Ontario acts to overhaul tow truck industry
More stringent regulations a move to put lid on violence and corruption in industry
The Ontario government has announced widespread changes to the towing industry in an attempt to stamp out violence and corruption and improve safety for motorists.
“The ongoing violence in the towing industry is unacceptable, which is why our government is taking action to make the towing industry safer through strengthened oversight and standards,” Transportation Minister Caroline Mulroney said in a press conference on Tuesday.
The move aims to eliminate often violent battles for towing work by granting monopolies within four geographic zones in particularly busy areas of the GTA. That step was hailed by the CAA, which represents more than two million motorists in Ontario and another 1.3 million in Quebec.
A similar system to the Ontario government’s proposal was successfully implemented in Montreal in the early 2000s, Teresa Di Felice, assistant vicepresident of government relations for the CAA said in an interview.
Di Felice said she doesn’t see a problem finding honest and efficient companies to handle the contracts.
“I think there’s a lot of good companies in Ontario,” Di Felice said.
“There’s obviously going to be a significant vetting process.”
NDP Leader Andrea Horwath accused the government of “dragging their feet” on the issue.
“It’s not a new problem,” Horwath said. “The government seemed reticent to take it seriously. They’ve been taking their sweet time.”
The announcement comes less than a week after two veteran Ontario Provincial Police officers were charged criminally regarding corruption in the local tow truck industry.
That makes a half-dozen GTA police officers who have been criminally charged this year with corruption regarding the towing industry, including one charged with “obtaining sexual service for consideration.”
There have also been at least four homicides, multiple shootings, scores of tow trucks set on fire and fire-bombings in the GTA towing industry over the past two years.
The changes announced Tuesday include a pilot that will establish four designated zones along provincial highways in the GTA where a single towing firm has a monopoly, and others cannot chase fares.
Moves are also underway for legislation to set standards for licensing of tow truck drivers and introduction of equipment standards and storage facility standards for vehicles that have been towed.
The moves announced on Tuesday flow from a provincial task force on towing that was established last year.
Four organized groups have been found in the local tow truck industry, Supt. Mike Slack of York Regional Police said last spring after investigators looking into the towing industry seized a machine-gun, 16 handguns, 13 shotguns, nine rifles, a sawed-off shotgun, thousands of rounds of ammunition, brass knuckles, stun guns and a silencer.
The proposed changes are aimed at cleaning up violence and corruption, Jones said.
“This operation will root out criminals and ensure that decisive actions can take place to address incidents of violence in the towing industry,” Jones said.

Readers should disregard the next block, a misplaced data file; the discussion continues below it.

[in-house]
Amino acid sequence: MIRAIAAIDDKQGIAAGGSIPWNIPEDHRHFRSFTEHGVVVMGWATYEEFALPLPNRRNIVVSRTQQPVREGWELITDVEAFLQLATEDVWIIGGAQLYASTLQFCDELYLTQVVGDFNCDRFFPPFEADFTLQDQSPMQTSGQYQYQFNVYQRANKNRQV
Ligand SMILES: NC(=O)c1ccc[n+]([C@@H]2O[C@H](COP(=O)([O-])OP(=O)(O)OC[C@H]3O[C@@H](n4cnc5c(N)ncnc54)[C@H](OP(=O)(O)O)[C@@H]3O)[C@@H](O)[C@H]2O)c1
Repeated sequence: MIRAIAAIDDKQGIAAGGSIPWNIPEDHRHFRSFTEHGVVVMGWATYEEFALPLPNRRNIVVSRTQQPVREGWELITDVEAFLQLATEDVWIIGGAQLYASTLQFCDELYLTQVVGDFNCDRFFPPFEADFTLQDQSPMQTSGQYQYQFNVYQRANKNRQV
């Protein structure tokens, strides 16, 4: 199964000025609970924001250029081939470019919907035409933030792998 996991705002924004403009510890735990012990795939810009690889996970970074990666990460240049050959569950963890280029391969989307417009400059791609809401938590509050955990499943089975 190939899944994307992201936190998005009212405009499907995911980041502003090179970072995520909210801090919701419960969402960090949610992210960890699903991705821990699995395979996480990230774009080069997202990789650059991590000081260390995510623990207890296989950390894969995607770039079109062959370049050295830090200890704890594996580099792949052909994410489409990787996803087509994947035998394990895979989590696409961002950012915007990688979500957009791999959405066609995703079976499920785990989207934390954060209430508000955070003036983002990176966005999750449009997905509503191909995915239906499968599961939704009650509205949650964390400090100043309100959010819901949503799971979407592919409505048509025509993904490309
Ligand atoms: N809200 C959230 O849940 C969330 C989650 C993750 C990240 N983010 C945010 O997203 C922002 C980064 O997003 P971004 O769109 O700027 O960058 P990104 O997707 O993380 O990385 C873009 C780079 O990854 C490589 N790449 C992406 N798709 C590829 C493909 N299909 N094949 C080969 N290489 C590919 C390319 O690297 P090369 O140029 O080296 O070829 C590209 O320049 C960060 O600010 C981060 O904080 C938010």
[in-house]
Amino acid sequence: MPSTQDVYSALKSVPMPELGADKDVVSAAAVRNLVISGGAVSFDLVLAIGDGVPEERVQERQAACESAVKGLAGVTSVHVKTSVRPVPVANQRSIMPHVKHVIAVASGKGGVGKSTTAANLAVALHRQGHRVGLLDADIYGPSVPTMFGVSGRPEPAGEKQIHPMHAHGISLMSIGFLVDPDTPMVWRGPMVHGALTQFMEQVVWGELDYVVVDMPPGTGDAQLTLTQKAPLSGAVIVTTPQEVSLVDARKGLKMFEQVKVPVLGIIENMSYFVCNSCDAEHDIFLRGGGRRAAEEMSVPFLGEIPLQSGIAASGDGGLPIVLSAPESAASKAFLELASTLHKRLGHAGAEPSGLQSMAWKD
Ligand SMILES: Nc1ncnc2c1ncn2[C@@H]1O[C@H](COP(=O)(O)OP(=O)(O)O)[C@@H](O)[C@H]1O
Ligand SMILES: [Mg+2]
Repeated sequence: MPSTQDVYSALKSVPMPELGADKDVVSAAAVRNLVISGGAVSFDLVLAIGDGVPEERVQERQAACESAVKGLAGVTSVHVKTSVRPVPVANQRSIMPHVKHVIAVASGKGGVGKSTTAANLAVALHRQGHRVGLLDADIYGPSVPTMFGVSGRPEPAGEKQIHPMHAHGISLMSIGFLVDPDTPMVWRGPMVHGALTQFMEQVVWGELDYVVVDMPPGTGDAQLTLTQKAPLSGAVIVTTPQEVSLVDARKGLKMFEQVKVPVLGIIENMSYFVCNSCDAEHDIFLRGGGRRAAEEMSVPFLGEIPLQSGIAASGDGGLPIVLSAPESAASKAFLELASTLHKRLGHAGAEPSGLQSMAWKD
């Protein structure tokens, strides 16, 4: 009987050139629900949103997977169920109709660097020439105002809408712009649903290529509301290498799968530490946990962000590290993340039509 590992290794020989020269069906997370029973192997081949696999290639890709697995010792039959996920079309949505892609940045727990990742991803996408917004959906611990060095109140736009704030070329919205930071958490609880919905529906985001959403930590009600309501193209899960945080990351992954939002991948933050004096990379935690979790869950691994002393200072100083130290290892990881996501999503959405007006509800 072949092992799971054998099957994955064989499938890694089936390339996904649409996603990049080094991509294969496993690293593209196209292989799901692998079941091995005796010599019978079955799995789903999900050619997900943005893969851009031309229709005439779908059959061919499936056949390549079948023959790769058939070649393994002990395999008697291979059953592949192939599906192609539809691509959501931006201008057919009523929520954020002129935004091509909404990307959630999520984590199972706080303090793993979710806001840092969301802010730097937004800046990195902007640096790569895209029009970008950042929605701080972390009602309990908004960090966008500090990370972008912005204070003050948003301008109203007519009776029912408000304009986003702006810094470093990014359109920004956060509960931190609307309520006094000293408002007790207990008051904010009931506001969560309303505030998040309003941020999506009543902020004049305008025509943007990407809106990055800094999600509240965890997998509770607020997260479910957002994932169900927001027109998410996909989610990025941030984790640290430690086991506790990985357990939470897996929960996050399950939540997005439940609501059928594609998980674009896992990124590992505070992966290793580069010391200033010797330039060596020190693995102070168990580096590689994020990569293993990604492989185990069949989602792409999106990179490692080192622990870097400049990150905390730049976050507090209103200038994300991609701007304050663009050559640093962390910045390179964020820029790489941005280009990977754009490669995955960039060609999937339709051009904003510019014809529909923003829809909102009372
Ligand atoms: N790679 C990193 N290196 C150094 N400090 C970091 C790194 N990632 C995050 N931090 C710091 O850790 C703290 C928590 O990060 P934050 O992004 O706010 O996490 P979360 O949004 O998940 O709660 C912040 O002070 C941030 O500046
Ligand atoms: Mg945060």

The moves are aimed at increasing motorist safety and convenience and should allow crash and spill zones to be cleared more quickly than at present.
The province also announced a new technical advisory group made up of representatives from towing companies, consumer advisory groups, automobile insurance companies, municipalities, and police.
“We are thrilled to see the results of the provincial towing task force, including the introduction of a tow zone pilot that will provide faster and safer towing services to truck drivers travelling on some of Ontario’s busiest highways,” said Geoffrey Wood, Senior vicepresident, Ontario Trucking Association, in a prepared statement.
“With the introduction of this tow zone pilot, truck drivers in the Greater Toronto Area will see benefits such as faster service and standard rates for towing services,” Wood said.
The announcement was also praised by Mark Graves, president of the Provincial Towing Association of Ontario.
“Today’s announcement is a positive step towards consistent oversight and improved safety for Ontario’s tow truck drivers who work hard every day to provide professional service to drivers on roads and highways across the province,” Graves said in a prepared statement
Last year, a Vaughan legal firm that worked for insurance companies in their legal battles against tow truck firms was forced to shut down after it was twice torched and a gunman shot through its windows in daytime.
Under the current system, a crooked driver can net $2,000 tax-free on a single day while police officers can make much more through illegal kickbacks from physiotherapy clinics, body shops, car rentals and storage facilities, industry insiders have told the Star.
Police continue to investigate the murder of Scarborough tow-truck driver Lawrence Taylor Gannon, 28, who was shot in the driveway of his home on Ivy Green Crescent, near Brimorton Drive and Orton Park Road, at about 10:30 p.m. on Sunday April 29, 2019.